A Comment on "Terror In Beit Shemesh: Wheelchair Bound Orthodox Kids Harassed By Haredim"
-Rabbi Menachem Creditor
Dec. 30, 2011
The month of December brought some bad news for Jewish day school advocates. According to the Avi Chai Foundation, which tracks these things, day school enrollment saw a "modest decline" of about 1.4% in the 2011-12 school year, compared with the year before.
The sharpest decline was reported among the Solomon Schechter schools of Conservative Judaism, which experienced a 3.8% drop, from 11,786 students nationwide in 2010 to 11,338 this year. They were followed by so-called Community (non-denominational and/or federation-sponsored) schools, which fell 2.5%, and Modern Orthodox schools, which fell 1.6%. Centrist Orthodox schools, which are similar to Modern Orthodox but segregate classes by gender, actually gained 1.7%.
The numbers offer several useful insights. Perhaps the most useful, though hardly the insight the authors intended, is how easily numbers can mislead. Comparing this year with last, we find a slight drop in day school enrollment, presumably due to the economy. When we dig a little deeper, though, we'll find a significant decline in non-Orthodox enrollment, while overall enrollment soars due to an ongoing Orthodox baby boom.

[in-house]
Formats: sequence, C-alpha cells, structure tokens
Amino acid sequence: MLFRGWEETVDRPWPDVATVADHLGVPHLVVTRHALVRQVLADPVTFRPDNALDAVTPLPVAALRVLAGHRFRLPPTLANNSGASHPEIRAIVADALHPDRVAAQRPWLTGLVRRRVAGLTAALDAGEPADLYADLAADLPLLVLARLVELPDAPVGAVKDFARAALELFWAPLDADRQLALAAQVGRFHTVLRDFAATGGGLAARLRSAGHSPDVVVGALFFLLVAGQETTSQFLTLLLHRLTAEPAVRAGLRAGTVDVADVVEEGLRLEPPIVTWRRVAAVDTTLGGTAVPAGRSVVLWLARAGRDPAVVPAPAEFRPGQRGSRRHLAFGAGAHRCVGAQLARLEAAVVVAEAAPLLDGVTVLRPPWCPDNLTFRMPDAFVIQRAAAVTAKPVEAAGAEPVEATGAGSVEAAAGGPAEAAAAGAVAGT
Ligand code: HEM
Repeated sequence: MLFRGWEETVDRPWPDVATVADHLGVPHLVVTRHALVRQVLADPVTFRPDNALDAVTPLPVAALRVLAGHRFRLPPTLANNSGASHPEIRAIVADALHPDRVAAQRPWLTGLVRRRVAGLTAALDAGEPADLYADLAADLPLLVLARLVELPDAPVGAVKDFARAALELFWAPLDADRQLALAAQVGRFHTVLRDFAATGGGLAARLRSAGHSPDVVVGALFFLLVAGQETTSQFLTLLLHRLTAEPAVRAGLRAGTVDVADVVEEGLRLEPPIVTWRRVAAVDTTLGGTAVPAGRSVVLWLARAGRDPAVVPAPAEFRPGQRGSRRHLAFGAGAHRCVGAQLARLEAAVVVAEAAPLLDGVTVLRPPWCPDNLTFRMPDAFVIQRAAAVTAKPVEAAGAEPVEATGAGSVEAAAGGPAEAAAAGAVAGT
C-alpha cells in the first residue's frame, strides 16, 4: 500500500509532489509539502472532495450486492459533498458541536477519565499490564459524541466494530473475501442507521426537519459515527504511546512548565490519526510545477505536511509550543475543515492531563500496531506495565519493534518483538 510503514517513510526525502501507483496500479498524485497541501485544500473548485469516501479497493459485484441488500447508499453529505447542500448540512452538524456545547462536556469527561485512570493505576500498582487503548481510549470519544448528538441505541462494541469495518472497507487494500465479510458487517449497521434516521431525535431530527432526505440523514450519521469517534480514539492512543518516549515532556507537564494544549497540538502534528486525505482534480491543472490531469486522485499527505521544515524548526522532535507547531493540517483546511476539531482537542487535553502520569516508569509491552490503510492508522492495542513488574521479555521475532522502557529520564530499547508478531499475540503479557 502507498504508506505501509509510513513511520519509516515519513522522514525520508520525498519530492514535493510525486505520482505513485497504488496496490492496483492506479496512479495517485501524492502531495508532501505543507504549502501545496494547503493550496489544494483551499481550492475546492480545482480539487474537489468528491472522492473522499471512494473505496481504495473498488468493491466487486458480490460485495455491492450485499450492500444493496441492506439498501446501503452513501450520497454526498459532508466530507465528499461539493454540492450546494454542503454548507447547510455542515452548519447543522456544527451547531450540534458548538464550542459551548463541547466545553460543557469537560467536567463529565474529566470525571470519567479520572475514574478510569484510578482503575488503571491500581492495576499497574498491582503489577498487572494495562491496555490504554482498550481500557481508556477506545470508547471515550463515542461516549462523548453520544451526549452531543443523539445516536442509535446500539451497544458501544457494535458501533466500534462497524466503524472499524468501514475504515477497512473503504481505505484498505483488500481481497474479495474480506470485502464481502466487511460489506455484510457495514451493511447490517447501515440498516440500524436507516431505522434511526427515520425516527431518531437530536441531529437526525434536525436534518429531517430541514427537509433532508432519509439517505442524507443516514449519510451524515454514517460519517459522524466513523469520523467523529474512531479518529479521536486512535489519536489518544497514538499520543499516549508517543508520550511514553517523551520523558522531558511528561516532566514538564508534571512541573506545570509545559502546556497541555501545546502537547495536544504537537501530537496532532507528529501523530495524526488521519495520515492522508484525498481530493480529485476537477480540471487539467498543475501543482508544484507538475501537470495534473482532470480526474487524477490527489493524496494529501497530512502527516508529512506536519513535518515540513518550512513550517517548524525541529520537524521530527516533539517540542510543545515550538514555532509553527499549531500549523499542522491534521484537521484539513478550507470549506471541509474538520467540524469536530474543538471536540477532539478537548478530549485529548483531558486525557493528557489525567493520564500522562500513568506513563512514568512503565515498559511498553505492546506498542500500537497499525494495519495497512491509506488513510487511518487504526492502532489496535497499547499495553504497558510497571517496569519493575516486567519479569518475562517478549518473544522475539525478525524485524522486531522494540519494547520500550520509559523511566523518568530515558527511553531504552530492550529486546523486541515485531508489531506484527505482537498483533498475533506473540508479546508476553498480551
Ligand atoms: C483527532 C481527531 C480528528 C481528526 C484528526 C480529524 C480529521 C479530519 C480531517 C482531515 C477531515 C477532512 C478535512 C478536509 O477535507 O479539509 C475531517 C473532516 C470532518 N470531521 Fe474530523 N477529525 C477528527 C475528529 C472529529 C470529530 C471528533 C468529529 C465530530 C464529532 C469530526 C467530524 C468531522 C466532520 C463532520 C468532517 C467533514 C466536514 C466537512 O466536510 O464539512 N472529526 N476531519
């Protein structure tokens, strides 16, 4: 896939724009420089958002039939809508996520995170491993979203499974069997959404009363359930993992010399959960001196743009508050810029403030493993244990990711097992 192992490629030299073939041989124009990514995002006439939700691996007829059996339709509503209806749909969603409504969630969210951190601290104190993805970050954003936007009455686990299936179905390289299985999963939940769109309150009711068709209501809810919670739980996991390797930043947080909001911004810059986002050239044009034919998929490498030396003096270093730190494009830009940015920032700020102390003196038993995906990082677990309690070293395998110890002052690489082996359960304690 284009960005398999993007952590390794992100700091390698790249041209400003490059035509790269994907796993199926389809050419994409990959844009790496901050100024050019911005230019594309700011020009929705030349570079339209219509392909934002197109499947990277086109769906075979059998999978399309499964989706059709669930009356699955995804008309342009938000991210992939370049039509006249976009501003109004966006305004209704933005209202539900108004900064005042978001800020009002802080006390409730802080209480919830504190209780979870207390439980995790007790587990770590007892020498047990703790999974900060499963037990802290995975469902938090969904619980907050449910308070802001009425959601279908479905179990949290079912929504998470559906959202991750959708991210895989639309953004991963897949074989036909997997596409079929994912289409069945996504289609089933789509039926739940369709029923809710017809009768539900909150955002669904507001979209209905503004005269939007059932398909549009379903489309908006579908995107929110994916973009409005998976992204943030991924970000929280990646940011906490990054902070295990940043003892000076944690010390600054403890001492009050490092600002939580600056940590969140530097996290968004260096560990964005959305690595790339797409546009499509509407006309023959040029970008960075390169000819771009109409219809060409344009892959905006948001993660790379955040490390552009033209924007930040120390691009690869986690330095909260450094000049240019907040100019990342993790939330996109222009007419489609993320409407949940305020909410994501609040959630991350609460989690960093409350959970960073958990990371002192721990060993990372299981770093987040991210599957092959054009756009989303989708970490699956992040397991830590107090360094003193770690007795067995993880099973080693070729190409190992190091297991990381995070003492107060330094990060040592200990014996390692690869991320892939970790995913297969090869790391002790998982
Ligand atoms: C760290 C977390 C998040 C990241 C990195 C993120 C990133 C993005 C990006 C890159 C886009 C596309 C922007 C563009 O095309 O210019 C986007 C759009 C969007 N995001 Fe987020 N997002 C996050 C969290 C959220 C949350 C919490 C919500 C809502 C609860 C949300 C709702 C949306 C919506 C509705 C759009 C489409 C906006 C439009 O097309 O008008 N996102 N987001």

Looking deeper still, we find some eye-popping details. Most dramatic: the calamitous drop in Schechter school enrollment. In 1998, the year Avi Chai first took attendance, Schechter enrollment totaled 17,563 students in 63 schools nationwide. This year, as noted, enrollment is just 11,338 students in 43 schools. That's a 35% decline.
The main reason, several Schechter officials told me, is an exodus of families and whole schools to a network of non-denominational community schools with fewer religious rules. Community-school enrollment rose from 14,849 in 75 schools in 1998 to 19,417 in 91 schools this year. A smaller number may have left for Hebrew charter schools in New York and South Florida.
We'll also find an explosive growth in ultra-Orthodox or Haredi school enrollment, including both Hasidic and non-Hasidic (that is, misnaged or "yeshivish" black hat) schools, reflecting high birthrates. Modern Orthodox schools, by contrast, are essentially holding their own.
Avi Chai compiles its numbers by a census — literally contacting every day school in America and asking for numbers, grade by grade. It's probably the most accurate source of American Jewish demographic information, though limited in range. However, the full census is only conducted every five years. The last one was in 2008.
The figures released this past December are based on a partial census that's conducted annually between full headcounts. The partial tally includes only the five most modern school groupings: the four mentioned above (two Modern Orthodox, two non-Orthodox) plus the much smaller Reform day schools (total enrollment 4,300). Among those not included are the two Haredi groupings, Hasidic and Yeshivish, which account for more than half of all America's Jewish day school students.
Israel has a new and unlikely national heroine. She is a small blond bespectacled Orthodox 8-year-old girl, the daughter of American immigrants who live in Beit Shemesh. Her name is Na'ama Margolese and she was featured in a news broadcast on Israel's Channel 2 about the ongoing Haredi harassment of the girls who attend the Orot Banot School, and about the problem of extreme Haredi control in Beit Shemesh in general.